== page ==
Societies have always traded with one other, creating long-term partnerships with neighboring communities and even peoples on the other side of the world. But as trade routes have become dominated by a few giant corporations, the idea of establishing new routes closer to home has become more popular. Since the early 2000s, interest has been mounting in the economic, environmental and health benefits of local foods to the tune of $8.7 billion in farm revenue. And now the term “local” possesses huge cachet when it comes to marketing farm products.
While global trade routes have existed for millennia, until about a century ago most people relied on their local food systems. The invention of the refrigerated railway car in the late 1800s changed all that and allowed produce and other perishables to be shipped around the country, so that, for example, Bostonians could eat California lettuce in January. One hundred years ago, the top few companies in both the meat and railroad industries consolidated and controlled so much of the market (driving down prices for producers and driving up the costs for consumers) that the government had to step in with strong antitrust laws to break them up. Unfortunately, we have permitted these laws to lapse.
When the interstate highway system was completed in the 1960s, refrigerated trucks took over coast-to-coast shipping (which formerly had been the domain of the railways). 1 Food processing and truck shipping has been big business ever since. Today, food and agriculture companies are consolidated, and most of the world relies on a few global companies for the growing, processing, distributing and retailing of food. As of 2015, the largest companies in each sector controlled 85 percent of the beef packing industry, 66 percent of pork packing and 51 percent of broiler chicken processing. 2 When the top four companies control more than 50 percent, a market is generally seen as uncompetitive.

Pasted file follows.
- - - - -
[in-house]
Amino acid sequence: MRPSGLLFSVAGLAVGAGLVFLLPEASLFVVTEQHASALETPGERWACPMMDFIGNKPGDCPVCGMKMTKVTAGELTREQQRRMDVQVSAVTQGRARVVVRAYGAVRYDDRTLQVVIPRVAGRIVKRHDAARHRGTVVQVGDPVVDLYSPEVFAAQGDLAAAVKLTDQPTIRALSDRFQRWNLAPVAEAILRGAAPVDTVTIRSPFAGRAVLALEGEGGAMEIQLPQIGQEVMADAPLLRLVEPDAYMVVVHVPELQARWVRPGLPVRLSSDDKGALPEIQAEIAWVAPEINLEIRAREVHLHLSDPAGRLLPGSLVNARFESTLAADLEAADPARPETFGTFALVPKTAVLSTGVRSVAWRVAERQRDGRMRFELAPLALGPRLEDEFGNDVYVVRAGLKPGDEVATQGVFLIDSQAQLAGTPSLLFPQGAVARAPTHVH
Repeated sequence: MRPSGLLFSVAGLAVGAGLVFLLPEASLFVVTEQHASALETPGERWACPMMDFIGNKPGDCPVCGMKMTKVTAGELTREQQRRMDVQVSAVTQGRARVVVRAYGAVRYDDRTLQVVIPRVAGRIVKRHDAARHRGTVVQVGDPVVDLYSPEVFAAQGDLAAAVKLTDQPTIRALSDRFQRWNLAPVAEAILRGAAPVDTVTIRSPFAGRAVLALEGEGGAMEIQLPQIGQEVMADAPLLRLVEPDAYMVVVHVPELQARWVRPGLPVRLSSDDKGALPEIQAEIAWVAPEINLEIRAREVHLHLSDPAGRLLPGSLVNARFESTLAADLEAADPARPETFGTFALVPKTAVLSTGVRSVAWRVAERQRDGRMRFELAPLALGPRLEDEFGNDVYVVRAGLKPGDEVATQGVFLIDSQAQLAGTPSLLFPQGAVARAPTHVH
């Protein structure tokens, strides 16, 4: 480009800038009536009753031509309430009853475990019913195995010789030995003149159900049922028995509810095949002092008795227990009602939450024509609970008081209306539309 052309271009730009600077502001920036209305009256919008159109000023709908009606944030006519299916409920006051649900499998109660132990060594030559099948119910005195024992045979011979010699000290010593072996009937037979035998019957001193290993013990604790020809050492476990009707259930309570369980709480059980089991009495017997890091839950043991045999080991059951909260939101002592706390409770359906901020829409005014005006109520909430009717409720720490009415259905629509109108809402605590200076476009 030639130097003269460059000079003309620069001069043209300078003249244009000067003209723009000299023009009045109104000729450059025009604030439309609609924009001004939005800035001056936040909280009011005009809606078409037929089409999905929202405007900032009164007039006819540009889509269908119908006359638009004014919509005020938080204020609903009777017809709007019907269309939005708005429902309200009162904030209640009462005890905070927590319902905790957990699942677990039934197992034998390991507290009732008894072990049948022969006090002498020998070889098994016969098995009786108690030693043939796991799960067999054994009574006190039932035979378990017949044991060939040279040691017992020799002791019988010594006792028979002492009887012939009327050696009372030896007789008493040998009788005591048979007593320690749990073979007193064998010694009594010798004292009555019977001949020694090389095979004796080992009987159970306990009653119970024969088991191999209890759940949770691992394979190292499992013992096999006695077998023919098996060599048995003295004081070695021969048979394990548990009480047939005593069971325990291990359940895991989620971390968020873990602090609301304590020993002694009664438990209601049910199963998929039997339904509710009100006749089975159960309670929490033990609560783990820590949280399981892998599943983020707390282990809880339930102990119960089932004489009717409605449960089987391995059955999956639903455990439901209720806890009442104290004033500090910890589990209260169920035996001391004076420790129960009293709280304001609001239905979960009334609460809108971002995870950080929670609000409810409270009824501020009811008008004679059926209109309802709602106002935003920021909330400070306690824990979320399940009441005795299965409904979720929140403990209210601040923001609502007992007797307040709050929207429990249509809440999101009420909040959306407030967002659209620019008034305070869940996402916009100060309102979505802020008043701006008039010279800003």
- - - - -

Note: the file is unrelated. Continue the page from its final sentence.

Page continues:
Even as the increasingly complex food system has become globalized, the public’s interest in where food comes from has increased. When it comes to buzzwords, the term “local” has been trendy for more than a decade. In 2006, “locally grown produce” ranked second in overall restaurant sales. 3 In 2016, 44 percent of chefs surveyed identified local sourcing as the culinary trend that had increased the most, and 21 percent predicted that it would still be the “hottest menu trend” in 2026. 4 On the farm side, the USDA estimates that more than 167,000 farms sold food to local markets in 2015, resulting in $8.7 billion in revenue. 5 However, there are so many steps in-between the producer and the consumer that the farmer gets less than 15 cents per consumer dollar. 6